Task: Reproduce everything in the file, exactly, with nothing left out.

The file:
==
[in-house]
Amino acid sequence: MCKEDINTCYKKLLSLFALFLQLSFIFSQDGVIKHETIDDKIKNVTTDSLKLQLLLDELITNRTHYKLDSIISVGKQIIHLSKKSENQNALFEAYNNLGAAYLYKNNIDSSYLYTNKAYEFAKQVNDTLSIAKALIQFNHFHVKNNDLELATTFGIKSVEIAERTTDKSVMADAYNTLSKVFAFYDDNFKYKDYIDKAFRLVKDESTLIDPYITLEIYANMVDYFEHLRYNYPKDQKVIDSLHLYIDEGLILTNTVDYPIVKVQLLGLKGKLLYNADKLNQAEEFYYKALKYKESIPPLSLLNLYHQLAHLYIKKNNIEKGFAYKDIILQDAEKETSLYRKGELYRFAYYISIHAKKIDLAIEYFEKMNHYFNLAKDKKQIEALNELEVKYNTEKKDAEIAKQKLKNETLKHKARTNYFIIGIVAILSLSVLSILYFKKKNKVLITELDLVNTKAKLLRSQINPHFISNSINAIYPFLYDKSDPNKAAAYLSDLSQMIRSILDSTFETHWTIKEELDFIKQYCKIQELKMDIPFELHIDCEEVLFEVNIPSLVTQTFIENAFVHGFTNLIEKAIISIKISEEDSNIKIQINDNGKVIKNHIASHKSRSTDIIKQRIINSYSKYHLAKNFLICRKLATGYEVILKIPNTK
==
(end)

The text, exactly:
[in-house]
Amino acid sequence: MCKEDINTCYKKLLSLFALFLQLSFIFSQDGVIKHETIDDKIKNVTTDSLKLQLLLDELITNRTHYKLDSIISVGKQIIHLSKKSENQNALFEAYNNLGAAYLYKNNIDSSYLYTNKAYEFAKQVNDTLSIAKALIQFNHFHVKNNDLELATTFGIKSVEIAERTTDKSVMADAYNTLSKVFAFYDDNFKYKDYIDKAFRLVKDESTLIDPYITLEIYANMVDYFEHLRYNYPKDQKVIDSLHLYIDEGLILTNTVDYPIVKVQLLGLKGKLLYNADKLNQAEEFYYKALKYKESIPPLSLLNLYHQLAHLYIKKNNIEKGFAYKDIILQDAEKETSLYRKGELYRFAYYISIHAKKIDLAIEYFEKMNHYFNLAKDKKQIEALNELEVKYNTEKKDAEIAKQKLKNETLKHKARTNYFIIGIVAILSLSVLSILYFKKKNKVLITELDLVNTKAKLLRSQINPHFISNSINAIYPFLYDKSDPNKAAAYLSDLSQMIRSILDSTFETHWTIKEELDFIKQYCKIQELKMDIPFELHIDCEEVLFEVNIPSLVTQTFIENAFVHGFTNLIEKAIISIKISEEDSNIKIQINDNGKVIKNHIASHKSRSTDIIKQRIINSYSKYHLAKNFLICRKLATGYEVILKIPNTK